As the summer draws to a close and a new term begins, we take a look back at our most recent posts.
Risks and rights
We highlighted the growing number of children participating in new forms of online gambling in the UK due to a lack of up-to-date legislation, and how technology is being developed to help prevent the misuse of live-streamed video on social media platforms. We also discussed the ways in which the social context influences the extent to which children might be exposed to risks online, for example the failure to discuss issues of online abuse in Saudia Arabia and pornography in New Zealand, due to cultural taboos. A recent study has also explored how cross-generational support within families in the US involves grandparents, parents and children all helping one another to stay safe online.
Opportunities for participation
More positively, there has been plenty of discussion around the opportunities that the internet presents to young people. The Kids on Earth study has documented how digital media has shaped the learning and literacy of hundreds of children around the world. And as our forthcoming book will show, parents themselves are optimistic about their children’s futures, and value the role that technology will play in their learning, creativity and preparation for future careers. Yet one contributor warned that the rights of children to participate online have been ignored by existing legislation which has focused more on protection. A review of existing studies found that there was a positive relation between young people’s digital media use and offline civic and political participation. A recent Global Kids Online report comparing children’s online activities in three different countries found that there is a ‘ladder of participation’, from sociable to civic activities, with not all children progressing up the ladder.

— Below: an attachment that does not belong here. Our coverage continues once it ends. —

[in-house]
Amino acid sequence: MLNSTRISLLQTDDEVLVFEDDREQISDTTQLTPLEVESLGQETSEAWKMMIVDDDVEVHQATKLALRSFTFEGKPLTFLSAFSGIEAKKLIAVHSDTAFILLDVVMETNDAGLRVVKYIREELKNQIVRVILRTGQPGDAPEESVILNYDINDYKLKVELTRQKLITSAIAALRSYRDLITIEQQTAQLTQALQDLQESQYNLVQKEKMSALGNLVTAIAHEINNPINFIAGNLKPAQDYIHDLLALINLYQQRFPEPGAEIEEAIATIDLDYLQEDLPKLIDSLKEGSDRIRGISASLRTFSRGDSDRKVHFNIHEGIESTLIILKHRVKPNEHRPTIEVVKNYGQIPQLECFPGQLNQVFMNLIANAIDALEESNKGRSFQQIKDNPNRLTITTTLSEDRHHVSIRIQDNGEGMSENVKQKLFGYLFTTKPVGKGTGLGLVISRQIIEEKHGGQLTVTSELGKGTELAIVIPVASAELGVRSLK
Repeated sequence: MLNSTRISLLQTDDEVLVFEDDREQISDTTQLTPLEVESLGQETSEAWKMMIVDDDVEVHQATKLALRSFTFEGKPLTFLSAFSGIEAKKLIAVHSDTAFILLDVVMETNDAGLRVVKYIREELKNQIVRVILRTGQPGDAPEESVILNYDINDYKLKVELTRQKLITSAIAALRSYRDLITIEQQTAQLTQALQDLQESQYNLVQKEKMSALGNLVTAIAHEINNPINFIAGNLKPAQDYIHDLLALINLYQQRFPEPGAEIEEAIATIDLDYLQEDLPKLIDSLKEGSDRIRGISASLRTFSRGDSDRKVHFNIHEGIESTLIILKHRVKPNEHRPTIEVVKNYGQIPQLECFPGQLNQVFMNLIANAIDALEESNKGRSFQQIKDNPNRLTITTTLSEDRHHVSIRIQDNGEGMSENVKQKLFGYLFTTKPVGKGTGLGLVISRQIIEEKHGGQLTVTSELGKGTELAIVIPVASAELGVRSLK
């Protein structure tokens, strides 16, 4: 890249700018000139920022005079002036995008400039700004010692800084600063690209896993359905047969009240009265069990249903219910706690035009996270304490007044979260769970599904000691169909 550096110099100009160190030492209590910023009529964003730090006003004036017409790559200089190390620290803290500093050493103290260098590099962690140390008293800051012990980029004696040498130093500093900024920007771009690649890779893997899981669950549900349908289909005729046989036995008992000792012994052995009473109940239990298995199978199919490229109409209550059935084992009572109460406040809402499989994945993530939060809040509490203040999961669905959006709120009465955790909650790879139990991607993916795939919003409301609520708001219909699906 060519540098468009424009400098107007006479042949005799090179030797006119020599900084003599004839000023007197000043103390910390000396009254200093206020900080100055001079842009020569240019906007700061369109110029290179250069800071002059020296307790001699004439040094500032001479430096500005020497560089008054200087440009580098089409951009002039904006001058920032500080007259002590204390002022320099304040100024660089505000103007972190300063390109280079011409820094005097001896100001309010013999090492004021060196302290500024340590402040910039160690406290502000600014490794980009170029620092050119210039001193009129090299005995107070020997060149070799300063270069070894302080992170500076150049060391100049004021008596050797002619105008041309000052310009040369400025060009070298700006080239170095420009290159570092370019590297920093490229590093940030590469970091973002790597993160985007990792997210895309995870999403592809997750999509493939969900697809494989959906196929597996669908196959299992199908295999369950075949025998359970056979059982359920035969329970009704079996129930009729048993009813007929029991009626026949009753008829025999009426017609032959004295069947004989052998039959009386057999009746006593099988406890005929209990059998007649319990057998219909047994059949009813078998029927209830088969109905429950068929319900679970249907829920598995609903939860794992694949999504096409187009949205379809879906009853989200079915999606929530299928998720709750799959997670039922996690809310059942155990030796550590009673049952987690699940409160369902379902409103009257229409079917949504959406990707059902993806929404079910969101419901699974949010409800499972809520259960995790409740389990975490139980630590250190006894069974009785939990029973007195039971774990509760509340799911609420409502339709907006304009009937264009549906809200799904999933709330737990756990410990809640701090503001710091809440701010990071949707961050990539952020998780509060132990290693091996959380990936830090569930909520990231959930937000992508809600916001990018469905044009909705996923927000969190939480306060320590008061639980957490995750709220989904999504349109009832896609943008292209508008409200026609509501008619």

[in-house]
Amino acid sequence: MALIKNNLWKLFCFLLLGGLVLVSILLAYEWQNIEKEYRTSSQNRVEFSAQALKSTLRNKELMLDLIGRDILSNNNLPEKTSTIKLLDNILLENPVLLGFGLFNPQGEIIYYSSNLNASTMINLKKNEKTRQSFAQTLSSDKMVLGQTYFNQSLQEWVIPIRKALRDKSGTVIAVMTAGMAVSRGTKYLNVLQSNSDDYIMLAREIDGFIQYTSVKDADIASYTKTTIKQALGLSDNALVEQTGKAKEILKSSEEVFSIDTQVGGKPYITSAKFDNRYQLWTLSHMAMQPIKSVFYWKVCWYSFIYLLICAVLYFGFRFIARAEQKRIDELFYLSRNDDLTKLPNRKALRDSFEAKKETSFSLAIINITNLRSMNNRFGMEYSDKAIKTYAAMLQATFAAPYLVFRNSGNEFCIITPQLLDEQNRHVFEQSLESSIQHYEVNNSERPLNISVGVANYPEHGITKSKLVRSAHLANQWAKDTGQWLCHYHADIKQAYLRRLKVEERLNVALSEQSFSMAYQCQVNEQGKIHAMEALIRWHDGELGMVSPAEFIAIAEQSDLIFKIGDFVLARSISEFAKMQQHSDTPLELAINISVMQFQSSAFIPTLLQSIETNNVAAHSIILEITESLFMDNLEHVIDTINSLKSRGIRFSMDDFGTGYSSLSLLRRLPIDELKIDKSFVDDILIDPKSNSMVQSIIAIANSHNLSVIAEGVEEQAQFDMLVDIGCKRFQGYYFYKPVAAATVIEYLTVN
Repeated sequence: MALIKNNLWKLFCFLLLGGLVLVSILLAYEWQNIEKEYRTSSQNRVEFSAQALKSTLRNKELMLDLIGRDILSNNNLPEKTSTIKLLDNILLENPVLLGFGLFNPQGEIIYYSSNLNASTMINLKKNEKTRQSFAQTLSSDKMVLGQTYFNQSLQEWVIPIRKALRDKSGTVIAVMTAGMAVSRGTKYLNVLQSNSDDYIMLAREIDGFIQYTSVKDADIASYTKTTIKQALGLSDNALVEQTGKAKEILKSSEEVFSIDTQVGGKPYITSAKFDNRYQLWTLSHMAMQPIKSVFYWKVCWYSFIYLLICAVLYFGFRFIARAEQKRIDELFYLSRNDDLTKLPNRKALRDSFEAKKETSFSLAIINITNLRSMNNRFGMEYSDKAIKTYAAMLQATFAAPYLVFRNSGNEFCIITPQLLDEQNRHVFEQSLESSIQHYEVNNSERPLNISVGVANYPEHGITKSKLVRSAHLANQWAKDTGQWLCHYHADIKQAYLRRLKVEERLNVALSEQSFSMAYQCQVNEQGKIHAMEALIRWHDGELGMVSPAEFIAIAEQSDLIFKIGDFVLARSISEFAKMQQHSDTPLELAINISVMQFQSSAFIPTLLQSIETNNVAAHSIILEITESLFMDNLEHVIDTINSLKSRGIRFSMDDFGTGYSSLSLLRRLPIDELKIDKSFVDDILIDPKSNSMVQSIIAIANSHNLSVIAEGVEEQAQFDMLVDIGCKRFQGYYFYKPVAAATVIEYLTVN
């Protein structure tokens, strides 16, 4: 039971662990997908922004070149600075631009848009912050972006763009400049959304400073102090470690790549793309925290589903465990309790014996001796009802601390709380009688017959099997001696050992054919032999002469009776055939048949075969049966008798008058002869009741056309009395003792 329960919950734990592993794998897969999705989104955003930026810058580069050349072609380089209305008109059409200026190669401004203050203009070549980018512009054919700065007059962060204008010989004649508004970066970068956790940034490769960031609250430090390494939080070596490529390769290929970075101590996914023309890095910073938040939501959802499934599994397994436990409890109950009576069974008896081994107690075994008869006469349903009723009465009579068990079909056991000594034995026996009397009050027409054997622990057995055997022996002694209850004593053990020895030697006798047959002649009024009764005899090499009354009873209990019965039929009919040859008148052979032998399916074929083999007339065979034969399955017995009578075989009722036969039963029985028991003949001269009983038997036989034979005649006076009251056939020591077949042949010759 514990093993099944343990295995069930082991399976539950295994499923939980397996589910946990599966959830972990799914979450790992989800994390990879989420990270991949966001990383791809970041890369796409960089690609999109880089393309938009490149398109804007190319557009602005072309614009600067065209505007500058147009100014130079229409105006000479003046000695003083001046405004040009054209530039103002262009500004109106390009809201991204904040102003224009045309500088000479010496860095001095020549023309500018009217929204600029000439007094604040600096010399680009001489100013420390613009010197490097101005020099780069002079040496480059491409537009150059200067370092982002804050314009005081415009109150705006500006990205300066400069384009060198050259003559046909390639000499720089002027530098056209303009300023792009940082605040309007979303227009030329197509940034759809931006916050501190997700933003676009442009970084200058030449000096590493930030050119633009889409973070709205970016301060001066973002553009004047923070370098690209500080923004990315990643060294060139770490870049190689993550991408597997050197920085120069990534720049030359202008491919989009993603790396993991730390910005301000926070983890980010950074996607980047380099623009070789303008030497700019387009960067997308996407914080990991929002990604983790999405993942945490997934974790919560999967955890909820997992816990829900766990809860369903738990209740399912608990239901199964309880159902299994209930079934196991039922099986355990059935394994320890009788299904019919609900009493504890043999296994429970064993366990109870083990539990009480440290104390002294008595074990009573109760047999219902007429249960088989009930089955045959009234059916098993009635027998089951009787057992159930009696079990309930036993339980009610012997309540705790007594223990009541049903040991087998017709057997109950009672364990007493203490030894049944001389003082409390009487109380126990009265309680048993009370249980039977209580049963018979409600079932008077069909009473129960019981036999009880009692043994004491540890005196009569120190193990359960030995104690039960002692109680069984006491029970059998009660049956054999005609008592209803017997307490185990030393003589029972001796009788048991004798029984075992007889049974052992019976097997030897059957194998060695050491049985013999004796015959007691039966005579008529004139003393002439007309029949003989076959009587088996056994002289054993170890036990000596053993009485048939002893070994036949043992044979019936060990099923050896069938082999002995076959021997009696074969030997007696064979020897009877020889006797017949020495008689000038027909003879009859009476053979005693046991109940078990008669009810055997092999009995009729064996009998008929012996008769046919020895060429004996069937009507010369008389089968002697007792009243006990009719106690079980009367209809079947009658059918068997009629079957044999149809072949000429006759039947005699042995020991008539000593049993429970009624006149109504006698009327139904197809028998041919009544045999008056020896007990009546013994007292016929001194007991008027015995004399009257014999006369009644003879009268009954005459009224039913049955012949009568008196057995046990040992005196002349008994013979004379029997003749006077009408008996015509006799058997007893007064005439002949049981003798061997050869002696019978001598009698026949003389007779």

Digital literacy and learning
The role of media in learning and the need to learn more about using the media, were also important topics. We examined why children in their early years must be given both high-quality print and digital reading materials in order to develop their reading skills. A Finnish study of how very young children use technology in the classroom demonstrated that they were able to use and understand digital technology in a way which supported their activities and play. As media consumption increasingly moves online and via personal devices, children need more help than ever to identifying high-quality learning content, as recommended by a new Childwise report. The need strengthen sex education in UK schools to include digital forms of media was also featured.
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Inequalities in media production and use
How inequalities impact media use and content production was a key research area. A long term study found that socially disadvantaged families strategise their media use to counteract their disadvantage, but that such parents needed more support in mediating their children’s media use. A project which looked at families who rejected digital technology found that they were often from lower educational and socio-economic status who lacked digital skills. But it concluded that the refusal of media could lead to more diverse forms of family interaction and activities. We also explored inequalities in the representation of Arab refugees in European children’s TV programmes, and how diversity policies within the production process can be strengthened.
Datafication and privacy
The growing datafication of society and the implications for families and children was also a concern. Recent research shows that companies are trying to harness children’s data both directly and indirectly through family members via social media. Our study on children’s data and privacy online, found that children are largely unaware of how commercial and institutional organisations use their data. And finally, one contributor argued that rather than only looking at the risks of datification, the Internet of Toys should be investigated as part of socially contextualised research which also considers the opportunities of such devices. Our recently developed toolkit for children to learn more about privacy online is available here.
This post gives the views of the authors and does not represent the position of the LSE Parenting for a Digital Future blog, nor of the London School of Economics and Political Science.